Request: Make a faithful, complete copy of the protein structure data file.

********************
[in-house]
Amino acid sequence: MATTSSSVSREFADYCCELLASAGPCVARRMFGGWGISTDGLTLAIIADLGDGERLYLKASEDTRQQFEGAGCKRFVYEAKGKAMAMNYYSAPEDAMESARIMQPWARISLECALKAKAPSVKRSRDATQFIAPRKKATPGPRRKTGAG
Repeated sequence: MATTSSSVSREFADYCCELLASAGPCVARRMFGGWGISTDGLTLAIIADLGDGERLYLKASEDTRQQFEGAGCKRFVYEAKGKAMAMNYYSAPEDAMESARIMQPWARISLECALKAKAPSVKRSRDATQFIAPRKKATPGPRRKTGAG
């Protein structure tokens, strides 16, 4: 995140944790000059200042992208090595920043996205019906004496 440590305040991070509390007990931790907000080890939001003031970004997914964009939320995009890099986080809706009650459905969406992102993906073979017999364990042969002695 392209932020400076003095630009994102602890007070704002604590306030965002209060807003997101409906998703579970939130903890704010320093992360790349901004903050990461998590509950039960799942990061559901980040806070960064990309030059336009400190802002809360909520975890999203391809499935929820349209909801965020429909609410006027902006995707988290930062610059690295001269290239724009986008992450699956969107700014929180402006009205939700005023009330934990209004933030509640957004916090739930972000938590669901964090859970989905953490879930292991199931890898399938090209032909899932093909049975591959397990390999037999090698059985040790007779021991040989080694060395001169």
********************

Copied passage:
[in-house]
Amino acid sequence: MATTSSSVSREFADYCCELLASAGPCVARRMFGGWGISTDGLTLAIIADLGDGERLYLKASEDTRQQFEGAGCKRFVYEAKGKAMAMNYYSAPEDAMESARIMQPWARISLECALKAKAPSVKRSRDATQFIAPRKKATPGPRRKTGAG
Repeated sequence: MATTSSSVSREFADYCCELLASAGPCVARRMFGGWGISTDGLTLAIIADLGDGERLYLKASEDTRQQFEGAGCKRFVYEAKGKAMAMNYYSAPEDAMESARIMQPWARISLECALKAKAPSVKRSRDATQFIAPRKKATPGPRRKTGAG
């Protein structure tokens, strides 16, 4: 995140944790000059200042992208090595920043996205019906004496 440590305040991070509390007990931790907000080890939001003031970004997914964009939320995009890099986080809706009650459905969406992102993906073979017999364990042969002695 392209932020400076003095630009994102602890007070704002604590306030965002209060807003997101409906998703579970939130903890704010320093992360790349901004903050990461998590509950039960799942990061559901980040806070960064990309030059336009400190802002809360909520975890999203391809499935929820349209909801965020429909609410006027902006995707988290930062610059690295001269290239724009986008992450699956969107700014929180402006009205939700005023009330934990209004933030509640957004916090739930972000938590669901964090859970989905953490879930292991199931890898399938090209032909899932093909049975591959397990390999037999090698059985040790007779021991040989080694060395001169």